Wednesday, Sep 29, 2021
In-Game Advertising Requires a Tailored Approach to Scale
Keeping up with shifts in the Attention Economy
Gaming is a fast growing channel but it diverges from the path of traditional and other digital channels. A multi-demographic, multi-platform that natively enables active engagement, gaming marketing requires specialised content and strategy to deliver a highly immersive and personalised experience.
Leisure activities and social time has been redefined with gaming consoles and widespread access to online streaming platforms. Attentions are shifting away from traditional channels and as the trust in the information duopoly erodes, so too will the premium audiences go. Hard to reach cord cutters are severing ties with traditional media and digital natives proactively avoid ads.
Gaming presents an increasingly fruitful opportunity to interact with the next generation of customers when combined with the power of data and programmatic technology. The in-game experience requires a participant’s full attention - eyeballs scanning every part of the screen and analysing the images to continue play. This presents an enormous opportunity to capture attention but it must be met with the right creative for the medium.
People are accustomed to seeing ads, and younger generations even appreciate a well crafted message for new and relevant products or services. Within the context of a game, brand experiences must take advantage of capturing that attention in the moment without being intrusive, all whilst providing information that is relevant to that particular user’s profile.
Context switching and personalisation using programmatic data and technology
Gaming is an emerging category but not a simple channel, thus it’s not as easy as rip-and-replacing traditional media budgets into gaming products. Brands cannot run the same campaign creative resized but not fit for purpose.
There’s a new brand psychology that must be understood in order to bridge the awareness gap and create lifetime value and loyal customers. Brands must create new, authentic engagements that mimic the way users interact with the real world.
Gaming consumers will not stand for anything less than a highly curated, connected and engaging experience across online, mobile and console platforms. Success in this channel requires a unique and authentic user experience for this new interactive channel.
Using verified, authenticated first and second party data along with programmatic media buying, GameTech experts are emerging as the next gen of programmatic. Evidenced by the wave of large global agencies setting up gaming divisions and the emergence of dedicated GameTech solution providers, with spending expected to surpass $200 billion by 2023*.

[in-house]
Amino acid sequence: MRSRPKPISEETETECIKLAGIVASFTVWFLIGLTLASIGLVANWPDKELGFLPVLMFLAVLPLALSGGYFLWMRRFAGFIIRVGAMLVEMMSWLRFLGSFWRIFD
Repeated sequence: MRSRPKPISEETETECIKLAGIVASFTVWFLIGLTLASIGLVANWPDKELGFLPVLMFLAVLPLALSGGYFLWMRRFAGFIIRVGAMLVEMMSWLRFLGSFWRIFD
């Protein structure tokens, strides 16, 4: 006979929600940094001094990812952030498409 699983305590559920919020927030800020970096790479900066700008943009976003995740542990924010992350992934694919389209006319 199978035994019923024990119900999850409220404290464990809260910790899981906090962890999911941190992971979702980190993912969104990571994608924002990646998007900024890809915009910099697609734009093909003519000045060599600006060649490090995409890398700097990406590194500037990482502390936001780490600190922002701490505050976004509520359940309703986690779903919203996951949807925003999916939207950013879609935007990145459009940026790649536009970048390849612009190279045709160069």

By nature, gaming provides a brand safe environment able to adhere to privacy policies and local regulations with logged in, verified users and predetermined game scenarios.
A new opportunity for brands and publishers.
We know gaming is central to the culture of modern society, demonstrated repeatedly through global daily play times and the fact that streamers and content creators are overtaking traditional celebrities and sports stars as icons. From politicians announcing critical policy to individuals campaigning for a cause to influencers promoting a movie premier, the channel has taken on a life of its own beyond the game. Now considered a social activity, many people play in the game from a distance.
Prominent actors are passing on Hollywood for opportunities to have their likeness represented in this alternate reality.
The ability to connect with the right gamer, at the right time with the right content is the next generation of marketing. Sophistication of programmatic technology is helping brands understand how to better connect more effectively with audiences.
Despite the global surge in mobile, online and console gaming, the opportunity remains largely untapped in ANZ due to a shortage of expertise dedicated to understanding and guiding the right principals across gaming marketing. Brands relying on traditional media planning must shift to a contextualised approach to content by channel.